One of my favorite phrases is “incrementally render the solution.”   While building our end-to-end application solutions, I find it helpful to first create a skeleton and then hang the solution off of it.  Below is an example of solving an Intranet security scenario for an ASP.NET Web application.  Pictures are worth a 1000 words.

Architecture »

[2 Jun 2008 | 2 Comments | ]

On the patterns & practices team, to catalog app solutions, I use a simple “scenario and solution” approach.  My manager calls these “cartoons.”  The key is to create  a visual representation of what’s important — similar to a whiteboard sketch.  In fact, there was a point where we called these “whiteboard solutions.”  Below is an example of the skeleton of a solution for a common ASP.NET intranet scenario where users are in AD and the role store is in SQL Server.  Notice how lean the solution is (which makes it …

Architecture »

[1 Jun 2008 | 3 Comments | ]

When I met with Gartner, I needed to illustrate how we were thinking about end-to-end application scenarios in patterns & practices.   In addition to explaining the idea of App Types and the App Infrastructure Frame, I illustrated how it was possible to quickly decompose an application scenario if you know how to break it down.  Below are some figures I used to help illustrate the ideas.
This is how I analyze an end-to-end application scenario:

Architecture »

[1 Jun 2008 | Comments Off on Web Apps, Smart Clients, Web Services, and Data Access | ]

A former patterns & practices team member, Wojtek Kozaczynski, created some figures I liked.   He analyzed our Enterprise Library and Software Factories and created figures to show the usage scenarios that the solution assets are based on.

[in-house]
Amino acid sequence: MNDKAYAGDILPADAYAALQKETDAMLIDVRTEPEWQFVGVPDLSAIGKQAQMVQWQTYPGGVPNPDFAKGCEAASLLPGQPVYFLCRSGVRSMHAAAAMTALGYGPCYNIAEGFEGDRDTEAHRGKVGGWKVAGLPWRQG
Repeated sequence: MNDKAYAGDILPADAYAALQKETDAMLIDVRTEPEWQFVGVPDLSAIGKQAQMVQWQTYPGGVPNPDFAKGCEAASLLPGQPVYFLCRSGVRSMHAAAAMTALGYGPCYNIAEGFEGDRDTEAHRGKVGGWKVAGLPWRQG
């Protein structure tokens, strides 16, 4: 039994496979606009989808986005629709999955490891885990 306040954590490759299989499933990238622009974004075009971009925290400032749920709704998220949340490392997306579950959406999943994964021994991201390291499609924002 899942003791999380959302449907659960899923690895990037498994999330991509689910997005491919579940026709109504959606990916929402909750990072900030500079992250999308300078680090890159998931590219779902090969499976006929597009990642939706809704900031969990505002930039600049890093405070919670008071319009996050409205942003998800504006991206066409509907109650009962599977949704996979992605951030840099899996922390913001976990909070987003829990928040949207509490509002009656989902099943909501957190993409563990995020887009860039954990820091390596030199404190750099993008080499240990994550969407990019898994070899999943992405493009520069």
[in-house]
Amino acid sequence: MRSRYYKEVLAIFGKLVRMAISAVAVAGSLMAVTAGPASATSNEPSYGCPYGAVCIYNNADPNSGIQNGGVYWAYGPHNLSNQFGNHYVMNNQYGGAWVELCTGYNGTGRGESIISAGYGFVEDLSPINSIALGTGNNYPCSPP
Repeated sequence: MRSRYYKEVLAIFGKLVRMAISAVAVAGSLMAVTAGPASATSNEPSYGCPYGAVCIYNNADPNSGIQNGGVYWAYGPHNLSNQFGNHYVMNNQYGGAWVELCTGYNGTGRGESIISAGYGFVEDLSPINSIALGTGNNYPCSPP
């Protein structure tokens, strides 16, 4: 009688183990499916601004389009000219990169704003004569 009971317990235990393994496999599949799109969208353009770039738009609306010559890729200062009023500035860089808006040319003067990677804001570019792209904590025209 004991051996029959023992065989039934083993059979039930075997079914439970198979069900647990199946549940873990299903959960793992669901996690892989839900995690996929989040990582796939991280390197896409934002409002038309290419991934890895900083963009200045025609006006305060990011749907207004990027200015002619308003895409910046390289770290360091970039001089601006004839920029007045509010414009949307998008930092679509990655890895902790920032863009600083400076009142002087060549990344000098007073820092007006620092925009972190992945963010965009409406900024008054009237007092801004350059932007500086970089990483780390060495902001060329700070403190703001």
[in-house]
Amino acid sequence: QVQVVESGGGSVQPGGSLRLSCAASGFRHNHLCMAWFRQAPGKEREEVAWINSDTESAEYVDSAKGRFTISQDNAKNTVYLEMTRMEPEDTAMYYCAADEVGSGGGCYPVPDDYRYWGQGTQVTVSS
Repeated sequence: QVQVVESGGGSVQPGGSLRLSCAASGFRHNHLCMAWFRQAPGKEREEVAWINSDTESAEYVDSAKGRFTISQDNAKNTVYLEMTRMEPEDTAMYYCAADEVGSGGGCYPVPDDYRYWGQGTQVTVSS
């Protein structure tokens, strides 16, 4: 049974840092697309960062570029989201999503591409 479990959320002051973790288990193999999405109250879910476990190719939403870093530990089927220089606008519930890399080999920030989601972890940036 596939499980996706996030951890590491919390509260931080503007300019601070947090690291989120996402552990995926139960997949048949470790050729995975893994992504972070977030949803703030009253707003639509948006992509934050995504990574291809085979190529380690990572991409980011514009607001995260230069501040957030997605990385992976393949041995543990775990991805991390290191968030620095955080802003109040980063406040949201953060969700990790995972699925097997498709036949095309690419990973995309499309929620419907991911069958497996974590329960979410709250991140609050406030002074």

patterns & practices App Architecture
The following shows end-to-end architectures for a Web client and a Smart client:

Architecture »

[1 Jun 2008 | One Comment | ]

As part of my preparation for writing a new application architecture guide, I’m analyzing our original patterns & practices Application Architecture Guide.  Below I show what I think is the most important blueprints from the original guide.
Application Architecture (Canonical)
This is the original patterns & practices application architecture:

Architecture »

[1 Jun 2008 | 3 Comments | ]

If you build LOB (line-of-business) applications, you’re familiar with Web, Smart Clients, Mobile and Web Services applications.  In patterns & practices, we’ve organized programs around these application types to build more relevant, prescriptive guidance.  Here’s examples of the end-to-end application types. 
Web Application

Smart Client / Mobile

Web Service / Service

Note the following codes: UIC=User Interface Components, UPC=User Process Components, SA=Service Agent, SI=Service Interface, BE=Business Entity, BC=Business Component, DAC=Data Access Component.
My Related Posts

App Infrastructure Frame
App Types, Verticals, and Scenarios
Architecture Styles

Architecture »

[1 Jun 2008 | Comments Off on Architecture Styles | ]

I’ve been looking for examples of how to organize software architecture styles.    One book that looks promising so far is Software Architecture Design – Methodology and Styles.  In this book, the authors identify the following architecture styles:

Component-Based Software Architecture
Data Centered Software Architecture
Data Flow Architecture
Distributed Architecture
Hierarchy Architecture
Implicit Asynchronous Communication Software Architecture
Interaction Oriented Software Architecture
Object Oriented Architecture

Architecture »

[12 May 2008 | 5 Comments | ]

I find it’s always helpful to think in terms of user, business and tech.  For example, whenever I see a product design or requirements, I walk through the user perspective, the business perspective and the technical perspective.  A lot of times, the business or technical perspective ends up winning because the customer didn’t have a voice.  Mistakes like that give software a bad rap.  After all, the software is for the user, isn’t it.   If your software doesn’t make the user more effective and more efficient, or worse, makes them …